In May 2016 an extremist militia motivated by the goals of the “tea party” movement takes over the government of Darlington, South Carolina, occupying City Hall, disbanding the city council, and placing the mayor under house arrest.  Activists remove the chief of police and either disarm local police and county sheriff departments or discourage them from interfering.  In truth, this is hardly necessary.  Many law enforcement officials already are sympathetic to the tea party’s agenda, know many of the people involved, and have made clear they will not challenge the takeover.  The militia members are organized and have a relatively well thought-out plan of action.

With Darlington under their control, militia members quickly move beyond the city limits to establish “check points” – in reality, something more like choke points — on major transportation lines.  Traffic on I-95, the East Coast’s main north-south artery; I-20; and commercial and passenger rail lines are stopped and searched, allegedly for “illegal aliens.”  Citizens who complain are immediately detained.  Activists also collect “tolls” from drivers, ostensibly to maintain public schools and various city and county programs, but evidence suggests the money is actually going toward quickly increasing stores of heavy weapons and ammunition.  They also take over the town web site and use social media sites to get their message out unrestricted.

The scenario continues with descriptions of the activities of politicians prior to the military being involved, but the actions of the “insurgent” already guarantee a US military victory. In the presented scenario, the insurgents surrender every single advantage they have. They attempt to hold territory, losing the advantages of mobility, surprise, initiative, and unpredictability. Because they are operating openly and in a defined area, they have lost the advantage of camouflage. The battle lines established by the insurgents themselves at the checkpoints negate the benefits of civilian sympathy. They have a unified command structure that reduces unpredictability.

In the scenario, DOD responds to this threat by establishing a “show of force” to demoralize the insurgents. They then mount offensive operations by surprise to take down the checkpoints. Towards the end of the campaign, the military seizes power and radio stations and so on. It then begins mopping up operations once the civilians of Darlington have fled.

When faced with the realities of a modern insurgency, this response is completely fictional. There can be no “show of force” to insurgents who don’t take and hold territory. Because the insurgency would operate in a loosely defined area, it would be the US military setting up checkpoints (as in Iraq) that would be ambushed, not the insurgents. Wise insurgents would use mobile communications to spread their message, not a static radio station. The power stations would have been destroyed to foster a belief in the civilian populace that the government can’t even keep the lights on, much less defeat the insurgency. The civilians that conveniently remove themselves from the battlefield in the scenario will be in the line of fire during an insurgency because there is no front line. There is nowhere to evacuate to.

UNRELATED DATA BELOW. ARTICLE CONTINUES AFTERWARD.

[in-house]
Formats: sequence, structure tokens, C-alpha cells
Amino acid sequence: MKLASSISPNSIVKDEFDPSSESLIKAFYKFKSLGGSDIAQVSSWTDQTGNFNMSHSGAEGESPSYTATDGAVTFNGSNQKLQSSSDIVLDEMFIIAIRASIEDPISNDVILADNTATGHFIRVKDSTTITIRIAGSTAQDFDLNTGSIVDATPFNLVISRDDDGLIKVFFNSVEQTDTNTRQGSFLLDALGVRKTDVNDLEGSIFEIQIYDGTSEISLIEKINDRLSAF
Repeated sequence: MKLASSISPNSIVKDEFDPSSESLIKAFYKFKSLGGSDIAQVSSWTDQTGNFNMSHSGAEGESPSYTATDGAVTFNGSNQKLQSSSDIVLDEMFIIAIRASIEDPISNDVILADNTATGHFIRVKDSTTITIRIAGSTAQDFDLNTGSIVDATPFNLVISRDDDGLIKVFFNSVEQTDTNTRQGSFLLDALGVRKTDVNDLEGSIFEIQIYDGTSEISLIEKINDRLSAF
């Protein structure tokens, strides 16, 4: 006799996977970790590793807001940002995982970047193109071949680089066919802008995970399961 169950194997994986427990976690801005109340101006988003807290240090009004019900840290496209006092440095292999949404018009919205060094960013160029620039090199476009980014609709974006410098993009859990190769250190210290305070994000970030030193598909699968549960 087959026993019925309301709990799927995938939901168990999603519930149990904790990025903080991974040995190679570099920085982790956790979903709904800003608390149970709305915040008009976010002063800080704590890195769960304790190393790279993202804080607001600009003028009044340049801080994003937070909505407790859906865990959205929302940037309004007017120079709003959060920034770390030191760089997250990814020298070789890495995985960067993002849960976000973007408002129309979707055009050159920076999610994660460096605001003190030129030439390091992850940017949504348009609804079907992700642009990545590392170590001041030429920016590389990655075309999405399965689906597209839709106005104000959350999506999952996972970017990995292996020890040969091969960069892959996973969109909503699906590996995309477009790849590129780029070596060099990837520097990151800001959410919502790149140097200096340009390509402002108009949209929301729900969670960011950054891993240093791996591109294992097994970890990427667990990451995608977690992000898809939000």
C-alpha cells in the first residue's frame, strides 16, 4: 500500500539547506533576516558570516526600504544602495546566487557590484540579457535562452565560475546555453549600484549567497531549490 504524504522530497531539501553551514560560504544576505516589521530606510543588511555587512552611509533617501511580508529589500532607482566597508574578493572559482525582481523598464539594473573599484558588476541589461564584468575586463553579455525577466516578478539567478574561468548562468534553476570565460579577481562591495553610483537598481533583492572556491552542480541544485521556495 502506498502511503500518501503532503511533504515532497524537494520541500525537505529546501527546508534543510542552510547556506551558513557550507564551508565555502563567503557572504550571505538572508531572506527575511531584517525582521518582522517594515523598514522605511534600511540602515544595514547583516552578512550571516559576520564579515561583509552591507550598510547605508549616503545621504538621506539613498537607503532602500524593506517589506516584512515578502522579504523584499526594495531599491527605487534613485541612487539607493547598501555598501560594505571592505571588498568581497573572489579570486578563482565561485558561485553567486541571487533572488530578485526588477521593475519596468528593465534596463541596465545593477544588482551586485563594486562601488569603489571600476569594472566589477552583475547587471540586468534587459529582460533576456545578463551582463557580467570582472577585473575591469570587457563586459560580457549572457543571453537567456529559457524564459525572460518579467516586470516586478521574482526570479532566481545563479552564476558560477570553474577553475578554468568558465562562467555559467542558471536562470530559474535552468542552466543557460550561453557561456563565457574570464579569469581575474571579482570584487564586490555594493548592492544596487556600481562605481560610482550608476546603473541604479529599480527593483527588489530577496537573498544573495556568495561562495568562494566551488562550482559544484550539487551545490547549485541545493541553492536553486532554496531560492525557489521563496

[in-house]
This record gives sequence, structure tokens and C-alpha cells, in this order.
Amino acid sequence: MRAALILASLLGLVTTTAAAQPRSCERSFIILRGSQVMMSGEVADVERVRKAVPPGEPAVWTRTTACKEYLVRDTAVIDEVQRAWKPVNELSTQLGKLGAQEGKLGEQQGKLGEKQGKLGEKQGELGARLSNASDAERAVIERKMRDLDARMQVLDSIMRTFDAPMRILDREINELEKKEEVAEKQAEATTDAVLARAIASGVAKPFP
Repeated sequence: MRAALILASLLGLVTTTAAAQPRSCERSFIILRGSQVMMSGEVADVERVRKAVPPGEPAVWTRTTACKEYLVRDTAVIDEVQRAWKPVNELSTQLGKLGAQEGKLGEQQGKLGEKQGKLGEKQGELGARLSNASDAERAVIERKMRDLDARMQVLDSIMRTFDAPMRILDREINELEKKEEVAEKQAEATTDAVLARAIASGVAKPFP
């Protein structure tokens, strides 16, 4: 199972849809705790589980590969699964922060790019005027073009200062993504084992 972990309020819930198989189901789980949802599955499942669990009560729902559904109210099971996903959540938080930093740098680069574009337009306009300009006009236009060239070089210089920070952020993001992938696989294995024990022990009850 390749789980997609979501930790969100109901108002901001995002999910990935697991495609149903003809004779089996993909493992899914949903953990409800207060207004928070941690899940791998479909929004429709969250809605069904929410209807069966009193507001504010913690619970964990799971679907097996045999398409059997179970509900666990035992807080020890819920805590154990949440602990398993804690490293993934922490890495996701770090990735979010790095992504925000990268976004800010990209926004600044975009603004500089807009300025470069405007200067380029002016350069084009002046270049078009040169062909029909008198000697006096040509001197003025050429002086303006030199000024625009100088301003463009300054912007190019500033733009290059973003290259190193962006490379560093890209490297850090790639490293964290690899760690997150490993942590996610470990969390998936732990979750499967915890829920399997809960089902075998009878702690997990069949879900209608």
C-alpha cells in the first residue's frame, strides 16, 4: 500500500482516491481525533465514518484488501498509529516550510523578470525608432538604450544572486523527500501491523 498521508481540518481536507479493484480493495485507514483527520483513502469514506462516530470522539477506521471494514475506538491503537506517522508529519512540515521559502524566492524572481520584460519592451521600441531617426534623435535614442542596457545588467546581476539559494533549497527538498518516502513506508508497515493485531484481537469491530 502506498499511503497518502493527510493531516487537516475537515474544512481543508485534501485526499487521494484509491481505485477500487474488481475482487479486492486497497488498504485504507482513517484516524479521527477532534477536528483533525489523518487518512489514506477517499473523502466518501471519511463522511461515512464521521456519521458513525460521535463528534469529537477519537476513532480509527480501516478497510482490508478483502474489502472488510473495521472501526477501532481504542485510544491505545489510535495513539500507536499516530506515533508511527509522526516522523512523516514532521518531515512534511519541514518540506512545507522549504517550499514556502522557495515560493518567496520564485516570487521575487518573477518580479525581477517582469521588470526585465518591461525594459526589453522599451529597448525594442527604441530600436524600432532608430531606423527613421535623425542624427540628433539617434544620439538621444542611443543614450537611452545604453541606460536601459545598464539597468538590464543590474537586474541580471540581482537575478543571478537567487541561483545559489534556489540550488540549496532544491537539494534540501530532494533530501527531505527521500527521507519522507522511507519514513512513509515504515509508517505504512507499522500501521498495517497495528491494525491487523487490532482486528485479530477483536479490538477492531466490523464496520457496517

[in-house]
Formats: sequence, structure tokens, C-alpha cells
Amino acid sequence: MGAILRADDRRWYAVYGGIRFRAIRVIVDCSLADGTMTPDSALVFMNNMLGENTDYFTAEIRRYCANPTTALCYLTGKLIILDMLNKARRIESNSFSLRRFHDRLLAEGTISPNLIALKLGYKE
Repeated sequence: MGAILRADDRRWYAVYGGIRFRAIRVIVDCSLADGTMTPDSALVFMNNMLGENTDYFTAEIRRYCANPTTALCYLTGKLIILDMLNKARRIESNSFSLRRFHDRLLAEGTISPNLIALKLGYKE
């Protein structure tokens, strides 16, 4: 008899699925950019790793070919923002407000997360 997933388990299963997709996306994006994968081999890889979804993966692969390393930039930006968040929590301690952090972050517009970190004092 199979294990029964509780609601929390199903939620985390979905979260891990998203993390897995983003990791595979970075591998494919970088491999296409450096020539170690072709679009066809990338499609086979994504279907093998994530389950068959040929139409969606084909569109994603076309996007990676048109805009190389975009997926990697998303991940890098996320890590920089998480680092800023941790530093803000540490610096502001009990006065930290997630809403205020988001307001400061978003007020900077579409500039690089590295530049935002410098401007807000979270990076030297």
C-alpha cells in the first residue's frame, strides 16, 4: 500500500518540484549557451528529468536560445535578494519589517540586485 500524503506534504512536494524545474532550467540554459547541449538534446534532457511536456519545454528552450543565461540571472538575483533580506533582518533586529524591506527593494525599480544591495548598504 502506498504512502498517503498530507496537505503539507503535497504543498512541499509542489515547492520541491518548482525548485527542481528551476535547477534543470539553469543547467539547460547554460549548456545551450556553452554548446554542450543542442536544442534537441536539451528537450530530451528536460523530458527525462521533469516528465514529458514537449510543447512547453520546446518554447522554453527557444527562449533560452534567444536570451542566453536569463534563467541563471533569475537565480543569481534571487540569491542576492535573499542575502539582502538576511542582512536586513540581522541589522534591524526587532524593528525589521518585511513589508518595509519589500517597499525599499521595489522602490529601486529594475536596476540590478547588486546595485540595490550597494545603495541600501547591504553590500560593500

The academics responsible for this scenario specifically created a simple set of conditions that allowed them to explore the logistical aspects of the doctrine on US soil, without considering the real world applications. The US counterinsurgency doctrine is fundamentally flawed. Even when practiced in a foreign country, away from the intense criticism of the US media and populace, it failed to pacify Iraq or Afghanistan. In the US, the doctrine is worthless.

In the joint publication on counterinsurgency doctrine used by all branches, even before the table of contents, it spells out the expected failure. On page iii it states:

“US counterinsurgency efforts should provide incentives to the host-nation government to undertake reforms that address the root causes of the insurgency.”

In a US-based insurgency, the United States is the “host-nation government”. While the above scenario makes for a fun read, current US doctrine is to meet the demands of domestic insurgents, while protecting as much of its credibility as possible.

This entry was posted in Authoritarianism, civil disobedience, civil liberties, culture, Dystopia, Economics, Empire, Financial Crisis, History, Law, Militarization, police state, Recession, Revolution, Social Control, society, State Crime, war and tagged , , , , , , , , , . Bookmark the permalink.